If you’ve been paying attention to the caperings of the Usurper Administration, you’re already aware of some of the Usurper-in-Chief’s lunacies: e.g., letting China back into our national power grid; sending a large force of troops and armor into Syria; legitimizing “transwomen” in women’s and girls’ sports; yanking the Keystone XL pipeline’s construction permit; suspending all deportations of illegal aliens; and so on. The irrationality of these “policy decisions” is self-evident. You hardly need to think about them to realize it. Yet they’re a critical component of the Left’s initiative to cement itself into federal power.
They’re payoffs, you see. The successful practice of coalition politics requires payoffs to the various components of the coalition. A component group that deems itself inadequately rewarded for its contributions will withdraw its support and look for a better deal elsewhere. And in this dynamic lies the greatest vulnerability of power-for-power’s-sake coalition building. For as soon as the coalition reaches a size that allows it to contend for majority status, the members of the coalition will all experience a strong incentive to increase their demands.
The above makes a political coalition uniquely fragile—certainly more so than a politics of conviction. Even so, successful coalitions have been constructed, and have succeeded in wielding power for some time. But the natural fractiousness of a majority or near-majority coalition can be amplified greatly by another condition. I wrote about it here: the interests of the various components to the coalition must not be mutually antagonistic.
At the time, I was concerned with the self-defeating behavior of Republican power brokers. Their behavior these past four years suggests that they thought the “If you don’t vote for us, you’ll get them” gambit would assure the continued support of sincere conservatives, constitutionalists, Trumpists, and America-Firsters. They were wrong, as they’re learning today.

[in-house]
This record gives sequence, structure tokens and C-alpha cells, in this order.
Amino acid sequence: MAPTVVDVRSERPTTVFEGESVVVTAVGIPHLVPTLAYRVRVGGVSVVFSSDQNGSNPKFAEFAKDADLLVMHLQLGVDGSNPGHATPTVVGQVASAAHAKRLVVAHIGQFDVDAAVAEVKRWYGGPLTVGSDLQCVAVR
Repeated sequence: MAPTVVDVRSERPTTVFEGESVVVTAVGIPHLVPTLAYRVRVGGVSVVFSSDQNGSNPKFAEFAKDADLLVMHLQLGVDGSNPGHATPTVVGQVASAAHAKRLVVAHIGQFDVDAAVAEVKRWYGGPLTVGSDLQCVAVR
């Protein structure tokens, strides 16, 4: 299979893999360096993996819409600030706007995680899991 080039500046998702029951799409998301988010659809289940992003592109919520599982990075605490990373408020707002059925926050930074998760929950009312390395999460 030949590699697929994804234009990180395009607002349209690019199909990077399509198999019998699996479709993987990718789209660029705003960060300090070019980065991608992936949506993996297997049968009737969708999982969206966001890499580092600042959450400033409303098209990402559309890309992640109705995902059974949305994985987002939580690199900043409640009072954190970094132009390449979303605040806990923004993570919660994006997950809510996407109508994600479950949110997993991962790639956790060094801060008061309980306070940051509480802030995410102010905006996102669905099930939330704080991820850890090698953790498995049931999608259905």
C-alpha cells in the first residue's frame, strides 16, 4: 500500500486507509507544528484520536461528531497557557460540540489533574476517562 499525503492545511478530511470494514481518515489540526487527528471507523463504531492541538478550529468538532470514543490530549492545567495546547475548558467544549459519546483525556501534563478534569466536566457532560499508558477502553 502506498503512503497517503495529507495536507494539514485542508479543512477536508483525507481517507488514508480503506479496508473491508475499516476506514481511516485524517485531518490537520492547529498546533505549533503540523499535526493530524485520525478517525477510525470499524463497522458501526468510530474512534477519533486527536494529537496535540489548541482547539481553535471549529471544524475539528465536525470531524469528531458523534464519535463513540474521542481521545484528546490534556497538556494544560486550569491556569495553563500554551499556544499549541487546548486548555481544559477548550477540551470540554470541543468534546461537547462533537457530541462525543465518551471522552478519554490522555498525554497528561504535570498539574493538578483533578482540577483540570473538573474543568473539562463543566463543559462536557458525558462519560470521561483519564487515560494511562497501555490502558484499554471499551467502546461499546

The Democrats are about to learn an even harsher lesson.
The Usurper Administration has put itself in a bind. Several of the more important components to its coalition are mutually antagonistic to others. That makes payoffs to some component groups inimical to the interests of others—and that puts a strain on the coalition that such assemblages have seldom withstood. If you think the recent actions of AntiFa against Democrat offices are a harbinger of danger for the Usurpers, you ain’t seen nothin’ yet.
Consider as an example the Usurpers’ action against the Keystone XL pipeline and their open hostility to hydrofracturing, a.k.a. fracking. This is a payoff to the militant environmentalist groups. But there are an awful lot of jobs and an ocean of money involved in both the pipeline and fracking. Big Labor especially loves fracking, as it produces copious amounts of both oil and natural gas. The Usurpers’ strokes against those enterprises will cost the Democrats a significant fraction of their traditional support: the American blue-collar worker.
There are other, similar clashes between other components of the Democrat coalition. The feminist Left will not sit still as transwomen and transgirls flood into women’s sports. That’s to say nothing of their contention with actual women for elevation in corporate America. Big trouble brewing there.
The most interesting area is in the enforcement of the immigration laws and border control. Low-wage jobs have been going preponderantly to illegal aliens for quite some time. President Trump’s policy of intensified enforcement of the border damped that trend for the first time in decades. Real progress was being made at not merely apprehending illegals and deporting them but at discouraging them from entering the country in the first place. Low-skill Americans were finding that those jobs were open to them once again, while the employers of low-skill workers were finding that one of their illicit controls over their workforce was slipping from their grasp. The Usurpers intend to reverse that course...but you can’t incentivize illegals, thus implicitly penalizing American workers, and expect both groups to support you.
Oh, the fun we’re going to have as the cracks in the Usurper coalition widen and spread!
Yes, it will take time to produce perceptible results. But those results are on their way. No one can long maintain a coalition of groups whose interests are mutually antagonistic. Some component groups will decide that they’re being shafted by the payoffs being delivered to others. They’ll cajole. They’ll threaten. Some will depart the Democrat flock. And the Usurpers, caught between many competing fires, won’t know what to do.